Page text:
And there’s no way in hell I can develop a Metro app in a VM that can’t show half the app’s UI.

I spent a while longer trying to make this work. I tried a refresh of Windows, in case it was some Windows setting that had gotten out of whack. Then reinstalled VS2012, re-created my project, re-ran it. And the images re-disappeared.

There’s not even anywhere to go from here. Dead-end on VMWare Player.

Third failure: Forcing Snap

During the course of my research, I had run across some articles that said there was a Registry setting that would force Windows 8 to always enable Snap, even if the screen resolution was too low.

I figured I could give that a go; as long as I planned carefully, the six-pixel error might not throw off my testing too much. So I went into my six-pixels-too-small VirtualBox VM, created the Registry setting, and tried snapping some apps. But the “snap” gutter never appeared: it just wanted to task switch, not snap.

Well, maybe I need to restart Windows in the VM before the setting will take effect. Tried it. Still no good.

It looks like the “force Snap” Registry hack no longer works in the Release Preview.

Eventual, roundabout, partial success: Remoting into VirtualBox

VirtualBox has a feature where it can run an RDP server, so you can remote into your virtual machine. So I figured, hey, maybe I can minimize the VirtualBox window and Remote Desktop into the VM. Remote Desktop doesn’t have any stupid multiple-of-8 restrictions, so it might work.

So I went into VirtualBox and enabled “Remote Display” (their name for their RDP server), and then tried to connect to it.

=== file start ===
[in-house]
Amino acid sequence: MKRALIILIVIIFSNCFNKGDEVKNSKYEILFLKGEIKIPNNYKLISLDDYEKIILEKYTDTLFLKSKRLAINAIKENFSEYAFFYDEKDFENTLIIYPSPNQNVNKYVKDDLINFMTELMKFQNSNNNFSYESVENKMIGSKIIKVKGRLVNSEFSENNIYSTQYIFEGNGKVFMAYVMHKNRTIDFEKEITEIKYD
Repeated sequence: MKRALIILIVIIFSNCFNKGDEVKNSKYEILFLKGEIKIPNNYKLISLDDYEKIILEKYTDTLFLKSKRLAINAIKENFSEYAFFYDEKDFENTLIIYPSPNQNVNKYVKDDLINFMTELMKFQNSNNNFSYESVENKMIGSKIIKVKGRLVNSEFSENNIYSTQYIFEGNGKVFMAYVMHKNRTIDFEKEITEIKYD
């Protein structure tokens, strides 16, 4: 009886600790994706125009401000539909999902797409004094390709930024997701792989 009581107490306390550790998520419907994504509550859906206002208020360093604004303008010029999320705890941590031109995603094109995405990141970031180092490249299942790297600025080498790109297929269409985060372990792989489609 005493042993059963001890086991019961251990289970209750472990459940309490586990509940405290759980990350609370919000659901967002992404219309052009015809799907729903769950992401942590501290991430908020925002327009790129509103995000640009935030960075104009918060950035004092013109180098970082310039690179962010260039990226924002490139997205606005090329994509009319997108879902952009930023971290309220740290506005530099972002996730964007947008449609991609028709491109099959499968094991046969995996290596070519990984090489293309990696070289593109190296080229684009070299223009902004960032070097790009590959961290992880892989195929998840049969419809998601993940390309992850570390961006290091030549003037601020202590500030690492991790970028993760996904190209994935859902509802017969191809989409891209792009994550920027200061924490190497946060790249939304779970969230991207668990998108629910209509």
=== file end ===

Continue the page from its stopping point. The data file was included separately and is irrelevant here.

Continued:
Here’s a little tip for UI designers: if a particular feature will only work if the user has installed an add-on product, then don’t show the UI options for configuring that feature unless the user has actually downloaded and installed the necessary add-on. I burned quite a bit of time trying to figure out why all my settings were accomplishing nothing. Turns out you have to download and install the VirtualBox Extension Pack before VirtualBox will actually support all the RDP options you’ve spent the last hour fruitlessly trying to configure.

If you want to try to use VirtualBox’s RDP support, don’t expect it to work in any kind of reasonable way; just save yourself time and read the manual. I finally got it set it up, and managed to get the headless server started from the command line.

And Remote Desktop connected! And gave me a black screen.

So I minimized Remote Desktop and looked in the server’s console window, to see if it had reported any errors. It had not, but now I noticed a mysterious new window on my host machine, and it looked like it was showing the VM screen that was supposed to be getting sent over Remote Desktop. This mystery window’s title bar said “Chromium Render SPU”, so off to Google I went.